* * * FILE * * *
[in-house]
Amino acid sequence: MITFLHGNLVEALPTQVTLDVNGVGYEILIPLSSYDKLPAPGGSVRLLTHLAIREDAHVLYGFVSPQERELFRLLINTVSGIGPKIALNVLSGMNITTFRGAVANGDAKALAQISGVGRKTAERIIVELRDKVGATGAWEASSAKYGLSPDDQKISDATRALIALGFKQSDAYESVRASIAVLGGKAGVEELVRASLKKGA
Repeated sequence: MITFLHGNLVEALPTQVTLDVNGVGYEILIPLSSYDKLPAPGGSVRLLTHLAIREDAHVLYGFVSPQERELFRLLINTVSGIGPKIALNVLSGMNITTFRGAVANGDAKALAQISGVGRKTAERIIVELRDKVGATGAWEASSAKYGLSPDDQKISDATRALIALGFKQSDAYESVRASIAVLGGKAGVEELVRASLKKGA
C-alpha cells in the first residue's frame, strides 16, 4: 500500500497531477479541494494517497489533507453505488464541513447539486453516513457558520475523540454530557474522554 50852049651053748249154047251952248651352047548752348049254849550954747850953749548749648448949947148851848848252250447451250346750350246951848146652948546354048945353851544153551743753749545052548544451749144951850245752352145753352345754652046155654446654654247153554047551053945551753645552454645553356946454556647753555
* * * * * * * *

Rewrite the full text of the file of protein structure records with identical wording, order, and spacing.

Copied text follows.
[in-house]
Amino acid sequence: MITFLHGNLVEALPTQVTLDVNGVGYEILIPLSSYDKLPAPGGSVRLLTHLAIREDAHVLYGFVSPQERELFRLLINTVSGIGPKIALNVLSGMNITTFRGAVANGDAKALAQISGVGRKTAERIIVELRDKVGATGAWEASSAKYGLSPDDQKISDATRALIALGFKQSDAYESVRASIAVLGGKAGVEELVRASLKKGA
Repeated sequence: MITFLHGNLVEALPTQVTLDVNGVGYEILIPLSSYDKLPAPGGSVRLLTHLAIREDAHVLYGFVSPQERELFRLLINTVSGIGPKIALNVLSGMNITTFRGAVANGDAKALAQISGVGRKTAERIIVELRDKVGATGAWEASSAKYGLSPDDQKISDATRALIALGFKQSDAYESVRASIAVLGGKAGVEELVRASLKKGA
C-alpha cells in the first residue's frame, strides 16, 4: 500500500497531477479541494494517497489533507453505488464541513447539486453516513457558520475523540454530557474522554 50852049651053748249154047251952248651352047548752348049254849550954747850953749548749648448949947148851848848252250447451250346750350246951848146652948546354048945353851544153551743753749545052548544451749144951850245752352145753352345754652046155654446654654247153554047551053945551753645552454645553356946454556647753555